My Visit to Ukraine’s War – by Mike Pratt

This week’s post is by a guest writer, Mike Pratt. Mike and Michelle Pratt moved with their family to Ukraine in 1995.  They have five children and five grandchildren. They have lived and served in three different cities; Kyiv, Dnipropetrovs’k, and now L’viv. They have started two churches in Ukraine;  the first in Dnipropetrovs’k, which was successfully transitioned into all Ukrainian leadership. Today they are serving in L’viv.

My Visit to Ukraine’s War

21 hours by train, a 3-hour car ride, and I arrived in Stanytsia Luhansk, the front line in Ukraine’s war with Russia.  I spent 3 days there to help our friend, Sasha, who serves as a chaplain for the Ukrainian army and the people of this battle-weary town.  Stanitsya was settled in 1688 and grew to a population of 15,000 residents.  Today, there are only 3,000 people living here.  The others fled when the town was threatened and then over-run 3 years ago when the war began.

Sasha and Mike

Stanytsia Luhansk

The Ukrainian army pushed the Russian-backed separatist army back across the river and established a stronghold around the town, but not without significant damage to many homes and businesses.

The river serves as a new border; the enemy soldiers are dug in on the other side.  Exchanges of small arms, heavy machine gun, and artillery fire are regular occurrences and part of life for those few people who remain.  They have nowhere to go, and many of their sons joined the separatist army, so they stay to be close to family who serve with the army on the other side of the river.

The day I arrived, Sasha took me to one of our outposts to meet “her” soldiers, and to pass out tea, coffee, and socks donated by our church and friends from L’viv.  We spent an hour with these guys; laughing, drinking tea together, and talking about home.  We ended with a prayer for them and returned to Sasha’s house.

She was hosting two other teams.  One group of six was made up of people from Holland, England, Romania, and Ukraine, and had come to do repairs in one of the homes.  The other team, a father and son, traveled from Germany to serve the children who still live in Stanitsya.

As night fell, we talked about our day, and then, the shooting started.  First it was small arms, then heavy machine guns, and then artillery.  It continued for over an hour.  There is no immediate threat of either side taking back ground from the other, but the exchange is a deadly reminder to each that, “we are still here.”  Sadly, one Ukrainian soldier lost his life.

The new day began with bright, blue sky and no evidence of the exchange a few hours earlier.  The daytime is typically safe, and life returns for those remaining.  The market opens, people go to work, children play outside and go to school.

Sasha operates a tent located next to the border crossing.  During the daytime, people regularly travel between the two sides to visit family and friends.  They also bring food and other products, purchased in Ukraine at lower prices and sold in the LNR (Luhansk National Republic).  The tent serves as a meeting place for people to rest and as a church.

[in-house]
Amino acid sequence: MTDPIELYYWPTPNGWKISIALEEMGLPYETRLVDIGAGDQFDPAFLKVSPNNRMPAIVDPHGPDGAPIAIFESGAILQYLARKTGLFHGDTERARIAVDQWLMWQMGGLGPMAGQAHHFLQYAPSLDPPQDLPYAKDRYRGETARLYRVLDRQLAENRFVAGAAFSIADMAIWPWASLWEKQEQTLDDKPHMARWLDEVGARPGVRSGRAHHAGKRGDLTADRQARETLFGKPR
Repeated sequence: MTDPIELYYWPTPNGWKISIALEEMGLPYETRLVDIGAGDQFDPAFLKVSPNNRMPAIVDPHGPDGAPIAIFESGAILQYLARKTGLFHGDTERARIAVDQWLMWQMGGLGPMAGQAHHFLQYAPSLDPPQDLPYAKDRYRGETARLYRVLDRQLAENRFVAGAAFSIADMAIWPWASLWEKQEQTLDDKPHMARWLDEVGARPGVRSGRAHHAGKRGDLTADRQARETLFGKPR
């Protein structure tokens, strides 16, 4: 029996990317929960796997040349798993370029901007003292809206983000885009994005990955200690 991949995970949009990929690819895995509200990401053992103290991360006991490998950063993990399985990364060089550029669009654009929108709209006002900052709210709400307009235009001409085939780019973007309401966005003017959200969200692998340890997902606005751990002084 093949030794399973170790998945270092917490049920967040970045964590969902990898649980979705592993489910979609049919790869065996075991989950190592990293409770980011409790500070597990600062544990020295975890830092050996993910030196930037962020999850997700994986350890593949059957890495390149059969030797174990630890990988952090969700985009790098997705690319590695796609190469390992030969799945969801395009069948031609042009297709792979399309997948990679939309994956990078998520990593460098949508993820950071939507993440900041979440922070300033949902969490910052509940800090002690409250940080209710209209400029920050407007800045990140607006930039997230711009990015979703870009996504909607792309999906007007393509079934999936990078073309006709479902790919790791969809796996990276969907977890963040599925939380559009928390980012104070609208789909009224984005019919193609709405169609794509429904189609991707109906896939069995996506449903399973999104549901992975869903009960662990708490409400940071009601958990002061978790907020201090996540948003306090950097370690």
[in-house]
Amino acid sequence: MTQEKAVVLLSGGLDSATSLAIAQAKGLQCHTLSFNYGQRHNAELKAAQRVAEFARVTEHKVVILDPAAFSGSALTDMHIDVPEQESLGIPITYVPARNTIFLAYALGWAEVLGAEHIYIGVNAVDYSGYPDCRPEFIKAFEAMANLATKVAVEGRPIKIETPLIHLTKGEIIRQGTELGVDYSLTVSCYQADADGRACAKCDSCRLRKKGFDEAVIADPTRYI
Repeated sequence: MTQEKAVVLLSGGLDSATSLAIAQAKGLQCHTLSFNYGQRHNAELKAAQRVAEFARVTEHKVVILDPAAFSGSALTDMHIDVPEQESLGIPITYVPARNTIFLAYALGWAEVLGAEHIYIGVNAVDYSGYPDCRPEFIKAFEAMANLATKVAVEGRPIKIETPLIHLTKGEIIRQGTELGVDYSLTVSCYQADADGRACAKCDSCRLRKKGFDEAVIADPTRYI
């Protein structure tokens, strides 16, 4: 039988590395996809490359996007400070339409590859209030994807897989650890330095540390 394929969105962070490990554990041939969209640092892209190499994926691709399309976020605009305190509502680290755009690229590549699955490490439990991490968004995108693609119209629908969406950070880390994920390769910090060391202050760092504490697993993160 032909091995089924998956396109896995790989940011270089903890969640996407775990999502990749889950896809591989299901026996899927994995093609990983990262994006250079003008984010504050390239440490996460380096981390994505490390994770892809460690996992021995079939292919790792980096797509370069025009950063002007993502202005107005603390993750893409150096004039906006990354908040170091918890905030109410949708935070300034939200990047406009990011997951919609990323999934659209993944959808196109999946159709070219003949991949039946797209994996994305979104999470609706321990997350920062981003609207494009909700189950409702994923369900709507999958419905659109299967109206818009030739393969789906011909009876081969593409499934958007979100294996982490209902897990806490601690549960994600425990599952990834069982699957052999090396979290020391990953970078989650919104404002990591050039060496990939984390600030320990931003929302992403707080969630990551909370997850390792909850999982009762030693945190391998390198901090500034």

I was asked to teach a bible study and speak to those who attended.  I began by asking people what occupies their minds the most; what do they think about when they go to sleep and wake up?

Nina said, “I’m all alone.  My husband was killed by stray gunfire 3 years ago.”  One elderly woman began to cry uncontrollably, “My husband is in the hospital and I can no longer get the medical supplies he needs!”  Several commented that when they lay down to sleep they wonder, “Will the shooting start tonight?  Where will it land?”  I taught from Colossians, about the very real battle we face to see Christ when life is so difficult, and how to have hope.  They seemed greatly encouraged.

I taught once more later that day and then Sasha gave me a tour of the city.  The night passed peacefully.

Sunday morning, I taught again and returned to Sasha’s to prepare to leave and return home.  Something quite unexpected happened.  Olya is ten years old. She has seen so much death and destruction.  We met at church that morning; she was quite talkative.  Sasha invites the kids to her house after church to play games, do crafts and have a Bible lesson.  As I was packing to leave, Olya came in and said, “Mike, I have a gift for you!”  With a big smile, she handed me a bookmark she had made, then returned to play with the other kids.  She wrote something on the back.  Unable to read her handwriting, I asked Sasha what it said.  She wrote, “So that your life would be good!”

The destruction, shooting, heart wrenching stories all had an impact, but this little girl, having seen so much, with joy on her face, wishing me a good life was too much and I was overcome.

How to Pray

  • Sasha needs a new tent.  The one pictured was made for back-yard BBQ’s and weddings, and is falling apart.  If you would like to donate you can do so here. Indicate your gift is for the tent.
  • Pray for a pastor for Stanytsia.
  • Sasha needs help and encouragement.
  • For peace and an end to the war.

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